What does it mean to be ‘queer’ and Asian?


This year marks the 50th anniversary of the decriminalisation of homosexuality in the UK – a fitting backdrop to consider the impact of colonialism on understanding gender and sexuality in Asia and the diaspora.

Our focus can be whittled down to a central idea – the idea of desire – what ‘queers’ want. Many LGBTQ (lesbian, gay, bisexual, transgender, queer) individuals face discrimination and persecution in differing Asian contexts, be it through colonial era laws, prejudicial attitudes and/or cultural norms.

And what influence does pressure from the international community play? Recent cases occurring at both legal and social levels have garnered substantial global media coverage (such as in Iraq, Indonesia, and Singapore).

However, legislative developments, such as the recent same-sex marriage ruling in Taiwan and the passing of transgender rights bills in India, signal changes and tensions for varying Asian communities, demonstrating the need for comparative research and collaborative activism that addresses the similarities and differences across Asia.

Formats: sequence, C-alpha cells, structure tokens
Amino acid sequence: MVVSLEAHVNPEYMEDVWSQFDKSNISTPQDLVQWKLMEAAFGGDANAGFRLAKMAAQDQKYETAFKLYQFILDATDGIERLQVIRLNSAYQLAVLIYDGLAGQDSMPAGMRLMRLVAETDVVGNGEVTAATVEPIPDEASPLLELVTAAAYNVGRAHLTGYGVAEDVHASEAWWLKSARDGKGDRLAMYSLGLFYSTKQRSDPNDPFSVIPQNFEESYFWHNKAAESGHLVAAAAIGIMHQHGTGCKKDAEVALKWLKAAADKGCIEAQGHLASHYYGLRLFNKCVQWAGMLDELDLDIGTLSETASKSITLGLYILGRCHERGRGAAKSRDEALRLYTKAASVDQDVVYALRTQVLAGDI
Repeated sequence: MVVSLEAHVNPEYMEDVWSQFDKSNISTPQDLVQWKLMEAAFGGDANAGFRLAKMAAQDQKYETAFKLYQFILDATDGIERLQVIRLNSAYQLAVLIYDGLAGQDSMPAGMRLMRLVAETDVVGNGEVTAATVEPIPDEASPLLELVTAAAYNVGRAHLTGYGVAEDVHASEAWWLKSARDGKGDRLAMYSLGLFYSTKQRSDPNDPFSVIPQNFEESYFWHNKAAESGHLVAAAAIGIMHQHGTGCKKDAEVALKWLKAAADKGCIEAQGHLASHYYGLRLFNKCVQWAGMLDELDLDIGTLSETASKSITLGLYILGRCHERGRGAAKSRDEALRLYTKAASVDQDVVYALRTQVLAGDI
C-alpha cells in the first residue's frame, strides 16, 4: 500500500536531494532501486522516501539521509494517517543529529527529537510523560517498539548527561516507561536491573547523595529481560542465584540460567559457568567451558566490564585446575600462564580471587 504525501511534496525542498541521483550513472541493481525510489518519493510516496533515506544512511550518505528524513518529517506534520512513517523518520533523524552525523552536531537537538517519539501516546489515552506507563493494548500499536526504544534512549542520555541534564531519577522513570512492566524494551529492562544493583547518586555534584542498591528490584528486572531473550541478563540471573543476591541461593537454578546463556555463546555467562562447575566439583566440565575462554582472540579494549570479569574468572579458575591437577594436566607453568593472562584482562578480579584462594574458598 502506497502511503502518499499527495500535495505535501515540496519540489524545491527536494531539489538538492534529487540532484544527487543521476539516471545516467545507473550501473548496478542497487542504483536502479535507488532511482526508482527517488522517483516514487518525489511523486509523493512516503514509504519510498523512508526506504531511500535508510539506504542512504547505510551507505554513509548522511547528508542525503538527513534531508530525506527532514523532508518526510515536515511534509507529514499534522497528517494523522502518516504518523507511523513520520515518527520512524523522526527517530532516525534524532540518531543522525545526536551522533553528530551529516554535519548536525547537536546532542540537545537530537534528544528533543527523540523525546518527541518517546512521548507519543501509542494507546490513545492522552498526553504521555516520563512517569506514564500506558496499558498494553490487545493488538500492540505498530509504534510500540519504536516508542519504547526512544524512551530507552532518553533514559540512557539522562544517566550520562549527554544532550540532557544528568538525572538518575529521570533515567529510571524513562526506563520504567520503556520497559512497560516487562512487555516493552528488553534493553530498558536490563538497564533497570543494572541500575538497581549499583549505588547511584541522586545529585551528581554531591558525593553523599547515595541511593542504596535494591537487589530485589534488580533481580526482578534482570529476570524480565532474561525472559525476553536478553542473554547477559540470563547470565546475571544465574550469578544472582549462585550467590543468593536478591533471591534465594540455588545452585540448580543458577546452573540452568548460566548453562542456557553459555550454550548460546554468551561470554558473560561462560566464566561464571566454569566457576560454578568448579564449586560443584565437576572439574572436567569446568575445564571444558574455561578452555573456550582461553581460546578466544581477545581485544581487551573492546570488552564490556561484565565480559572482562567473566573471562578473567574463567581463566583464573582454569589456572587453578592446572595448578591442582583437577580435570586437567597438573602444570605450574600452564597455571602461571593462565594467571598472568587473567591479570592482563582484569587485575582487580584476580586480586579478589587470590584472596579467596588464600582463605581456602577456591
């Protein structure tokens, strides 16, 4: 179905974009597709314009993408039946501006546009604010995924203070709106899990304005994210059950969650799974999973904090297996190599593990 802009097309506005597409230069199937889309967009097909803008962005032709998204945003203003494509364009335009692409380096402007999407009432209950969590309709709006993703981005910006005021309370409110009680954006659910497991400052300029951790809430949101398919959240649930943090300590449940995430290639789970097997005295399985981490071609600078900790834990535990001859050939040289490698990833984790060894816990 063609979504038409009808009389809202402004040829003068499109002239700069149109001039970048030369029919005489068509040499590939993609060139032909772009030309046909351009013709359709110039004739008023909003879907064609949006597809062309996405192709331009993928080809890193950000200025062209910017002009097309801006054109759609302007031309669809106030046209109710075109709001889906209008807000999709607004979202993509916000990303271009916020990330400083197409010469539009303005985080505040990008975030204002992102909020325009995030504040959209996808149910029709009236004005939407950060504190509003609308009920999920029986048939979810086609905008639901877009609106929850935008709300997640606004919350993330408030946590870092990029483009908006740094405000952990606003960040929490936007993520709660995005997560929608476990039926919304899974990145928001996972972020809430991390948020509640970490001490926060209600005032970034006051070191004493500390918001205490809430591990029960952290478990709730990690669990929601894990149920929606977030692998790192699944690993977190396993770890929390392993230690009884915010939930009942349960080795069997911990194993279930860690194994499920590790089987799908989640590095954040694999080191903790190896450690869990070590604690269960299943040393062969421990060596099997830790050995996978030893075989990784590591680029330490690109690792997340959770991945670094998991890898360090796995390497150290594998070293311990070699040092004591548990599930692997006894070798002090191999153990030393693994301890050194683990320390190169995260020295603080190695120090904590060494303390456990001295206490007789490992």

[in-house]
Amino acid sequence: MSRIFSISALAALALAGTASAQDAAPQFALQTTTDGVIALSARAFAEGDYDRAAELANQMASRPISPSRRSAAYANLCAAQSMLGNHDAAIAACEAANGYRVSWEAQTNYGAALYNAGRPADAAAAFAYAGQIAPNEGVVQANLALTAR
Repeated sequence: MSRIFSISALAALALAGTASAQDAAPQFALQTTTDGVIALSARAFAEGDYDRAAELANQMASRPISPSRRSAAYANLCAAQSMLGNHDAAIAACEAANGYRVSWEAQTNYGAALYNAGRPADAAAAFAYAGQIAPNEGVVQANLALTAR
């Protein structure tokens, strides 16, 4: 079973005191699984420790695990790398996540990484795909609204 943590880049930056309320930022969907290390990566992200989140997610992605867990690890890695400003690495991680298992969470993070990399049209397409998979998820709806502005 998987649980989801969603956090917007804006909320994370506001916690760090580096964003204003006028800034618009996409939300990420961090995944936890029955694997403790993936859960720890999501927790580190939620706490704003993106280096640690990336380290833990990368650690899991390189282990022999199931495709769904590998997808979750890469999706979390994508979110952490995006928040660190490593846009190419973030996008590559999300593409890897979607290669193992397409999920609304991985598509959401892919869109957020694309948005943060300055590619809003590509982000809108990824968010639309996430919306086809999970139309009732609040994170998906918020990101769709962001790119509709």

Expressions of desire, whether sexual or social, find new means of expression across contexts and among diverse communities (including in the diaspora), which challenge ‘Western’ bodies of knowledge of gender and sexuality and add to an understanding of what it means to be ‘queer’ and Asian across the globe.

At the upcoming Queer Asia 2017 conference at SOAS, over 60 presenters and performers from 25 different countries will unite to discuss the myriad issues that face the Asian LGBTQ community.

Want to be a part of it? Then join us on 16/17 June. Register for free.

Connect with QA 2017 on Twitter and Facebook.

Find out more:

This blog forms part of a series on LGBTQI+ issues in Asia, authored by or for Queer Asia, a network of queer identifying scholars, academics, activists, artists and performers working on issues affecting people self-identifying as LGBTQ+ or belonging to other non-normative sexualities and gender identities in Asia, Asian diasporas and beyond. For regular updates, follow them on Facebook and Twitter.

Share this post